Was there a particular place that you favored when buying or repairing instruments? In those days, I went to a famous bakery in New York called Simon's. [The owner] was already well known in the music industry when I first went to him in 1946 or '47. In the back room of this bakery, he had all these drums. We [drummers] all went and got our heads there. The instrument was originally made with mule skin. The family still may be in business doing it; I don't know.
We would be remiss not to cover a few percussion potentates who are some of your dear friends, namely Armando Peraza and Candido. Armando, I’m sorry to say, has terminal colon cancer. [Peraza died in April, 2014.] The most exciting conga drummer I've ever heard in his prime––and I've heard them all––was Candido; it's pronounced "Con–dido" when you place the accent right. He was the first person I ever saw who played two conga drums, which wasn't common then. He had been a bass player before that. [Note: Early on, Candido also played flute and the Tres, a three-string Cuban guitar.]
When did the two of you first meet? The first time I saw Candido was in 1946 at the Havana, Madrid, which was a famous New York nightclub. He was accompanying a dance team in a Cuban show. I remember the things he did for entertainment value, about the end of '50; he had a special light on the ceiling and turned off all the other lights. l also heard that he put phosphorescent paint on his fingernails. [Note: In 2013, Candido verified for the writer that this was inaccurate].
Jack, do you have any unrealized goals or dreams? No; I've had a good life. I'm the most well-known bongo player in the world; [like] in the fifties––and I'm satisfied with that. I was influential in a lot of things and I'm very pleased about that. Nobody played jazz [percussion] before me, not even within three years. No other bongo player was hired by Marlon Brando or Elvis Presley in movies. Tons of film soundtracks. I had a great career. The only thing that I missed out having was a hit record. I would have preferred that more than a Grammy award.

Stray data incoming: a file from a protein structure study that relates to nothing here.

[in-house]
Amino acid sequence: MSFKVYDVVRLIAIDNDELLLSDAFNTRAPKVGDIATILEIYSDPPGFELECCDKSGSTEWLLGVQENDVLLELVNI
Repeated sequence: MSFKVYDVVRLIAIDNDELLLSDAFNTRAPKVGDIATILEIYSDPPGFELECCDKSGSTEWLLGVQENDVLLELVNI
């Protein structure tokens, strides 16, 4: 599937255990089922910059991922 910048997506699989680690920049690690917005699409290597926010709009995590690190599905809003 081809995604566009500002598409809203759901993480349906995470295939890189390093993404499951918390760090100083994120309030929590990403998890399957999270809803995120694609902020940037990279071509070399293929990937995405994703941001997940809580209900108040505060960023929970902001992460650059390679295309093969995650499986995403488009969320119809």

What is the status now when it comes to residuals? They're getting less. The amount is the same in quantity, but the money is very small. Frankly, I made more from radio airplay with my songs being played.
From knowing you through the years, Jack, I can see that your spiritual quest has made a huge impact in your life. Would you mind sharing on your faith? I always believed in God, even as a child. I'm very serious with God. You have to remember: I never drank, never did drugs or smoked. I was a Catholic until fifteen years ago. Before I became a serious Christian, I feared death with trembling thoughts…but nothing like [the peace] now. For the last fourteen years at our Baptist church here in El Cajon, CA, David Jeremiah has been pastor. He has the TV show called Turning Point, which is famous all over the world. It has had a very good effect on me. [END] © 2013, 2018 by STEVEN D. HARRIS.